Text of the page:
time_t on embedded systems

03.10.2013 18:44

Recently I got pointed to this slide deck from Theo de Raadt on moving to a 64-bit type for representing time in OpenBSD. It addresses ways of overcoming the limitation of the way Unix-based systems represent time. Among other things it also mentions the proliferation of the POSIX standard into the domain of embedded systems and the problematic combination of the timer overflow in the not-so-far future and the particularly long life cycles of such systems.

One interesting observation he makes is that applications often do arithmetic on the clock (for instance when calculating timeouts) and that might produce bugs even before the clock itself overflows. So things will probably start breaking well before the January 2038 deadline.

Regarding embedded systems I would like to add that this problem most likely affects a much larger set than those running POSIX-like operating systems.

One reason is that most systems that are programmed in C use the standard C library. While the C standard itself doesn't dictate how time is stored, all of the most common library implementations come from the POSIX world and bring in its definition of time_t as a signed 32-bit counter for the number of seconds from 1 January 1970. For instance, software on VESNA uses newlib. Its clock used to count seconds from 1 January 2012, but that was later changed to the standard POSIX time for the sake of simplicity of using built-in time-handling functions in the C library.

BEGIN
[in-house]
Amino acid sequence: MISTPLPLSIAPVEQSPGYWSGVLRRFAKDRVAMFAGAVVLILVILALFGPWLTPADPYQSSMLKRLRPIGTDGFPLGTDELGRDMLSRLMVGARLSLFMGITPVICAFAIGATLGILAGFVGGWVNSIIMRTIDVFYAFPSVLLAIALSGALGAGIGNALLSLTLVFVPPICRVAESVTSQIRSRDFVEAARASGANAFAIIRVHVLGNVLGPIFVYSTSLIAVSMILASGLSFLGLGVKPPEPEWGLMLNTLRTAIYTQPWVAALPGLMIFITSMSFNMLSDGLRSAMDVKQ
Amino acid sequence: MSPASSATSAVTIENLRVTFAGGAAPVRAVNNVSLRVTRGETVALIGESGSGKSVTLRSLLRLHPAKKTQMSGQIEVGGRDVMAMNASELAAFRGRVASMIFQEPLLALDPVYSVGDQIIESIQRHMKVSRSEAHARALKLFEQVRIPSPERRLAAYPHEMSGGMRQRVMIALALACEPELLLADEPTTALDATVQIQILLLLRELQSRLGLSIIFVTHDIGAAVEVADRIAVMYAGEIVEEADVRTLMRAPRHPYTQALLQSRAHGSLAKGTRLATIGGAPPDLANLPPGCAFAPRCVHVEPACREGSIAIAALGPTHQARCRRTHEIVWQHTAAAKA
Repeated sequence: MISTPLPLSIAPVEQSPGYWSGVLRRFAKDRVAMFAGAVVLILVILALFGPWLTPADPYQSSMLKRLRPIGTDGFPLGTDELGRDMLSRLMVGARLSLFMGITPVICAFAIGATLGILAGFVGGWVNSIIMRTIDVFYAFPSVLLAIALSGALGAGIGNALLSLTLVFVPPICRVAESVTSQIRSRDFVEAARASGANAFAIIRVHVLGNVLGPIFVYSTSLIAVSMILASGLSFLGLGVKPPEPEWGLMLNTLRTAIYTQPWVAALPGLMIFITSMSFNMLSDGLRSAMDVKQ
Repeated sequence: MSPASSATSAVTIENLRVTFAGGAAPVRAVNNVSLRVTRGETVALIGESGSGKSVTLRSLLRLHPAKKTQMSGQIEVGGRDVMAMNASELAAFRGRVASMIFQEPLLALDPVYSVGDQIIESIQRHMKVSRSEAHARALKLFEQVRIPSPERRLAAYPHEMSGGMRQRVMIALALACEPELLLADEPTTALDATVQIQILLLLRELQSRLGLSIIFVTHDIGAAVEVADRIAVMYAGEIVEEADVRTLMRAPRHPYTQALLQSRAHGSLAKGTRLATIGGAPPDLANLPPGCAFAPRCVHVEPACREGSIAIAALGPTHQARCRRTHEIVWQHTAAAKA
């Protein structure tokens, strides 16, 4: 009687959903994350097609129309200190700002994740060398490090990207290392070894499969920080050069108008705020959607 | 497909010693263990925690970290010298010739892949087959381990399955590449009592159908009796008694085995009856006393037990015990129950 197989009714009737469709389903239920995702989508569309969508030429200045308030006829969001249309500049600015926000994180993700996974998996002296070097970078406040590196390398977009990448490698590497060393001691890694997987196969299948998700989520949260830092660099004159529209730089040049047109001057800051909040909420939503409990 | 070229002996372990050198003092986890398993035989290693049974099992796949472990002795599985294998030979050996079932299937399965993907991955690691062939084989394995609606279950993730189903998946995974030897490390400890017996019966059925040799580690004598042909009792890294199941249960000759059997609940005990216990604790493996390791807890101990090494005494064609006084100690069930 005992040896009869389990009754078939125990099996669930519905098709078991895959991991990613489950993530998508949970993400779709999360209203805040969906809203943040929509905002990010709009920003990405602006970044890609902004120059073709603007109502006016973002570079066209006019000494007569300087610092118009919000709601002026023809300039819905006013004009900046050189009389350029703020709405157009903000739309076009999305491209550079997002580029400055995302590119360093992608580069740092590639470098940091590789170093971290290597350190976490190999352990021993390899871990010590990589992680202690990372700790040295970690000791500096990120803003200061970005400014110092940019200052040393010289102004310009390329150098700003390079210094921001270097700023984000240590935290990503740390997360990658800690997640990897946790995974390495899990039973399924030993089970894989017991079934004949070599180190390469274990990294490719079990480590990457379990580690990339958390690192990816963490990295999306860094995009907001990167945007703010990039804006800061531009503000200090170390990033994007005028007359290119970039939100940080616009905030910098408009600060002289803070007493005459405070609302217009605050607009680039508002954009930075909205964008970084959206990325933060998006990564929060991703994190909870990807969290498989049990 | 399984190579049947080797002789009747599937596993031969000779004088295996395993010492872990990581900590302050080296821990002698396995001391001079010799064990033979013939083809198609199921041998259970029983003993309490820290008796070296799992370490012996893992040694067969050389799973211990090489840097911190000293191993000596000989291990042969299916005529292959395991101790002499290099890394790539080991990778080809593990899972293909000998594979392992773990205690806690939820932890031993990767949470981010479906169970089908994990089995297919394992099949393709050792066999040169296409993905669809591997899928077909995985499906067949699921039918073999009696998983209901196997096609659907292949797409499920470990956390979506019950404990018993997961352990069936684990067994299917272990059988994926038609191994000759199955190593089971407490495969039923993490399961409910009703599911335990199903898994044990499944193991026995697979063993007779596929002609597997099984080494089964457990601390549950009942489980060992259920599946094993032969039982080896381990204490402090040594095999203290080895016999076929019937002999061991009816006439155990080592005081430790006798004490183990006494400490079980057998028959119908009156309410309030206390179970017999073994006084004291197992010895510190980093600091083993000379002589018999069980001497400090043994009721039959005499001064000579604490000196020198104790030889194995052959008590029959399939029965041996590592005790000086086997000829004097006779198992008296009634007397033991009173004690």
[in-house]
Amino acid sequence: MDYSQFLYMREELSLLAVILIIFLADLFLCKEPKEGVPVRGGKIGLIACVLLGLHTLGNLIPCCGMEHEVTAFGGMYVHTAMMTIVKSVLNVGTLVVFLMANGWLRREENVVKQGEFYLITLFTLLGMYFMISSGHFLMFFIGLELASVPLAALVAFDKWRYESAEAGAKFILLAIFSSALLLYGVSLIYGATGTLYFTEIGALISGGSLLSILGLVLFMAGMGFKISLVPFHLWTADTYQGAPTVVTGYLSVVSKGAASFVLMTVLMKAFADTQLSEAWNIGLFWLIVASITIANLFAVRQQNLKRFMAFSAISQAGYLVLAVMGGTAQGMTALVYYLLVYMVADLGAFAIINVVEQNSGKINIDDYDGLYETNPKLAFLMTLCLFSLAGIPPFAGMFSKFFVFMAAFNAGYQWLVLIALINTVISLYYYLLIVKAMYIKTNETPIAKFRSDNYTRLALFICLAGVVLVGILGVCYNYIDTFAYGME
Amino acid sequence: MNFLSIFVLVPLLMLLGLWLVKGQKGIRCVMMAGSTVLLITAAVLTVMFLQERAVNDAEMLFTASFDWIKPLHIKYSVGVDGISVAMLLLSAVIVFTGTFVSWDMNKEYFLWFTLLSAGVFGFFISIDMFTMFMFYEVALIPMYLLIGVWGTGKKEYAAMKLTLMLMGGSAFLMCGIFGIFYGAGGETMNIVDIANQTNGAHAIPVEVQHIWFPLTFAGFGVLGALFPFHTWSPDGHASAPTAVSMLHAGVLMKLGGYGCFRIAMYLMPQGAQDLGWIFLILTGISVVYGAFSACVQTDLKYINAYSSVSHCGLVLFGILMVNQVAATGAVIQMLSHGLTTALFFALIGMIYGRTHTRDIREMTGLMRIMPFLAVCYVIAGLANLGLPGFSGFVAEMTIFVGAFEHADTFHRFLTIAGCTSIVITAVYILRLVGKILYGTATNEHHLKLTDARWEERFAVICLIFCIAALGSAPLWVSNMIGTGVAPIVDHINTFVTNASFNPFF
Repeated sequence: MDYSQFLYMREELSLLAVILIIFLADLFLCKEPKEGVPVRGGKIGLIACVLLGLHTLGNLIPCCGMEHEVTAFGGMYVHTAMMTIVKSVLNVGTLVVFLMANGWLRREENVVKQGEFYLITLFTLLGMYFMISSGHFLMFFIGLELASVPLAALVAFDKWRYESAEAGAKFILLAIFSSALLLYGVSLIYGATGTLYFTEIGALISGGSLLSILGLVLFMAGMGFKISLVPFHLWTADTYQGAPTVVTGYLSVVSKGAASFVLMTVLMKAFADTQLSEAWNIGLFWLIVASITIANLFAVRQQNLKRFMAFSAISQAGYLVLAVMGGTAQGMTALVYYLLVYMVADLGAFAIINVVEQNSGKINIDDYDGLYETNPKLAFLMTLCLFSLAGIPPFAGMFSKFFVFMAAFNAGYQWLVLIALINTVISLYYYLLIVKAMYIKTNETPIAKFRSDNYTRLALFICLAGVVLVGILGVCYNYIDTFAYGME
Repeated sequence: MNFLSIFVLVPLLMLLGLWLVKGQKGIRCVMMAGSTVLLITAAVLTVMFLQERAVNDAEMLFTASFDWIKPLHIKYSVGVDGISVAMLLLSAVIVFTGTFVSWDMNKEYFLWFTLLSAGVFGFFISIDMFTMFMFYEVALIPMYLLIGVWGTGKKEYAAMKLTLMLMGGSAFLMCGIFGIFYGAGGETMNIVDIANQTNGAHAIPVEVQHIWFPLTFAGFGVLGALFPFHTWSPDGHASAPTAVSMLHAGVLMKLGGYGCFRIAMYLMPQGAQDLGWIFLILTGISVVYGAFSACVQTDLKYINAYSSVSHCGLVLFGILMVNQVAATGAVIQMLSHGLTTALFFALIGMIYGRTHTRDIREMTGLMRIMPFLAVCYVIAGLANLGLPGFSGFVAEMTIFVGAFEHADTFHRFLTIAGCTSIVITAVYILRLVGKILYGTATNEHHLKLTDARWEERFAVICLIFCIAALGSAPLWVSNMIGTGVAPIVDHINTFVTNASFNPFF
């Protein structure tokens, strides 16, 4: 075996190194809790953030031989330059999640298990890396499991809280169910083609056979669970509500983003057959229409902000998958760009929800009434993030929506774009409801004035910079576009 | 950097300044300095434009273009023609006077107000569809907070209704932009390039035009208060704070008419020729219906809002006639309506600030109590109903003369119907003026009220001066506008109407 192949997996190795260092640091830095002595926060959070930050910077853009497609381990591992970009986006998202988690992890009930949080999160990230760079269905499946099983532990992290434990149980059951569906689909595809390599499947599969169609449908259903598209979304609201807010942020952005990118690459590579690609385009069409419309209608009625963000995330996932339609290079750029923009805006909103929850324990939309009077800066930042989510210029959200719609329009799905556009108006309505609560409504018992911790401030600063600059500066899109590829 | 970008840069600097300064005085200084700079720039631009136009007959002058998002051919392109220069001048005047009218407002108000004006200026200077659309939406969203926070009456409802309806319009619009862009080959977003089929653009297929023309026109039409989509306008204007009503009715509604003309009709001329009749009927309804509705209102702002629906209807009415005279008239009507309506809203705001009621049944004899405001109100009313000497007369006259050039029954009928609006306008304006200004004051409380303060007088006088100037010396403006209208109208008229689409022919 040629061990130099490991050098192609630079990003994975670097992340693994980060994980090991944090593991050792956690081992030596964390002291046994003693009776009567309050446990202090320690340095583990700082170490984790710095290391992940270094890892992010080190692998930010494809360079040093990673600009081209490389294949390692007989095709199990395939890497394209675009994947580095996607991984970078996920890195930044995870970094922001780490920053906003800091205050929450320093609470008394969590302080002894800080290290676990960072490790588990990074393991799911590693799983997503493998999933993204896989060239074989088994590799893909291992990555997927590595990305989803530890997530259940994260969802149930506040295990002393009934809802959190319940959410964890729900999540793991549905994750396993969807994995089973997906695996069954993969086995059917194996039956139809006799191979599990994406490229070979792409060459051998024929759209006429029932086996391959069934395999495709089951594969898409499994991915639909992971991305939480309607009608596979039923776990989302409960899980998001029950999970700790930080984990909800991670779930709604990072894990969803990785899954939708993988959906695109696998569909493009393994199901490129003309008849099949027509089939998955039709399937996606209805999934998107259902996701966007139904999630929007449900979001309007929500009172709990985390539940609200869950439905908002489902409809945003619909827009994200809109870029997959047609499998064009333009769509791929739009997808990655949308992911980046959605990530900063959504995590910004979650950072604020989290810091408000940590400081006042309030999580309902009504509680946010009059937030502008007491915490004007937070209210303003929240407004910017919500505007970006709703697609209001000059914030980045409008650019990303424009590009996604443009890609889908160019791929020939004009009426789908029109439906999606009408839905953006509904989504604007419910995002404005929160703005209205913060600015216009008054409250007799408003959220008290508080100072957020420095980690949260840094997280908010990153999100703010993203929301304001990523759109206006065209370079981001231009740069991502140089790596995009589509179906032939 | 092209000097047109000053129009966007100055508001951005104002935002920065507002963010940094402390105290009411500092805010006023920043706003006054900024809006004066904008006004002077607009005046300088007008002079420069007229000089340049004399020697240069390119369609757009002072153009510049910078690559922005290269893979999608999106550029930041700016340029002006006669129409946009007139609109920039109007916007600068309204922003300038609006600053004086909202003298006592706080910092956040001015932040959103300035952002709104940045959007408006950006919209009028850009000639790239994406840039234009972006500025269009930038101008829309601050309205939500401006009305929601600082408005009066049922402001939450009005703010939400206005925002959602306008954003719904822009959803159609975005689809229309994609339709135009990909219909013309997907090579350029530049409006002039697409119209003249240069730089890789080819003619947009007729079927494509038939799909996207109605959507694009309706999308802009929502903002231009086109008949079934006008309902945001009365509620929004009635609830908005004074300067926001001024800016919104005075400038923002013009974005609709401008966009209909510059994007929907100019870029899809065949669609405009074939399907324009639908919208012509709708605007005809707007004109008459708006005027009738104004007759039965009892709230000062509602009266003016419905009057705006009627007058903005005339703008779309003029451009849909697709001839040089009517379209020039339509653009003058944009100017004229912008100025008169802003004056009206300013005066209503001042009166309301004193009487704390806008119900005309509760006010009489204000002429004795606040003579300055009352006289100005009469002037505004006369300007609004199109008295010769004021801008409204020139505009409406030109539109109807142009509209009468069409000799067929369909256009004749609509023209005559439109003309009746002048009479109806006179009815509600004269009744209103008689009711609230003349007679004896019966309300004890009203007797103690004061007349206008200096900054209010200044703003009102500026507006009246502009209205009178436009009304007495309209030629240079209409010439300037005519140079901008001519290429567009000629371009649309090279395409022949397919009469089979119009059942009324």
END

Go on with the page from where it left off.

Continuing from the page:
The other reason is that embedded systems often rely on hardware counters to keep the clock. ARM microcontrollers from STM for example have a 32-bit counter in the RTC peripheral. As far as I know it is a true 32-bit counter, meaning it has one more usable digit than the signed 32-bit time_t in POSIX (which adds another 68 years to its lifetime). However, there is no simple way around this limitation in software. You could start using a software counter instead, but that can potentially change response times to other interrupts that might be critical on a microcontroller system. I don't want to even imagine retrofitting that to a system that hasn't been touched in years and might control something big and expensive.

Anyway, for the moment I will go with the prevalent belief that code running on VESNA won't be around for that long and plan to book a holiday in the southern hemisphere for 2038.

Posted by Tomaž | Categories: Code

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